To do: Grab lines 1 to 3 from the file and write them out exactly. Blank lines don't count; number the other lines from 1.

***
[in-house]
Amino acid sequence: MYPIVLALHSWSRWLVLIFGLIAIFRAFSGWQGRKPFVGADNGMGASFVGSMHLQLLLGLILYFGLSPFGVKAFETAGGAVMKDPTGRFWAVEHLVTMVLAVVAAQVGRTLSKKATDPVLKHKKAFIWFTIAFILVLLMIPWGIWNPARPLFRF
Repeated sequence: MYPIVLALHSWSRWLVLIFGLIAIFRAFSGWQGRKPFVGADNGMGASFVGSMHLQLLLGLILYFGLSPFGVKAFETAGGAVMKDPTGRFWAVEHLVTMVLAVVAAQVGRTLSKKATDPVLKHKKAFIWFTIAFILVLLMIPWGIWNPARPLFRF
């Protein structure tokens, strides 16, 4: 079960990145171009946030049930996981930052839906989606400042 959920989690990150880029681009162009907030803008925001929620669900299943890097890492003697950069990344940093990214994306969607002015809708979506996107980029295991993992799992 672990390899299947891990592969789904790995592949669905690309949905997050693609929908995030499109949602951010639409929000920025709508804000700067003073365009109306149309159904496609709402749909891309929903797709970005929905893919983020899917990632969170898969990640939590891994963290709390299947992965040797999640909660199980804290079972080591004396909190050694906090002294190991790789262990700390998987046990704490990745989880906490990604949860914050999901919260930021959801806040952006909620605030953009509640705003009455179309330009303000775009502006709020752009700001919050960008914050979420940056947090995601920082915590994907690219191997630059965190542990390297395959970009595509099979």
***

[in-house]
Amino acid sequence: MYPIVLALHSWSRWLVLIFGLIAIFRAFSGWQGRKPFVGADNGMGASFVGSMHLQLLLGLILYFGLSPFGVKAFETAGGAVMKDPTGRFWAVEHLVTMVLAVVAAQVGRTLSKKATDPVLKHKKAFIWFTIAFILVLLMIPWGIWNPARPLFRF
Repeated sequence: MYPIVLALHSWSRWLVLIFGLIAIFRAFSGWQGRKPFVGADNGMGASFVGSMHLQLLLGLILYFGLSPFGVKAFETAGGAVMKDPTGRFWAVEHLVTMVLAVVAAQVGRTLSKKATDPVLKHKKAFIWFTIAFILVLLMIPWGIWNPARPLFRF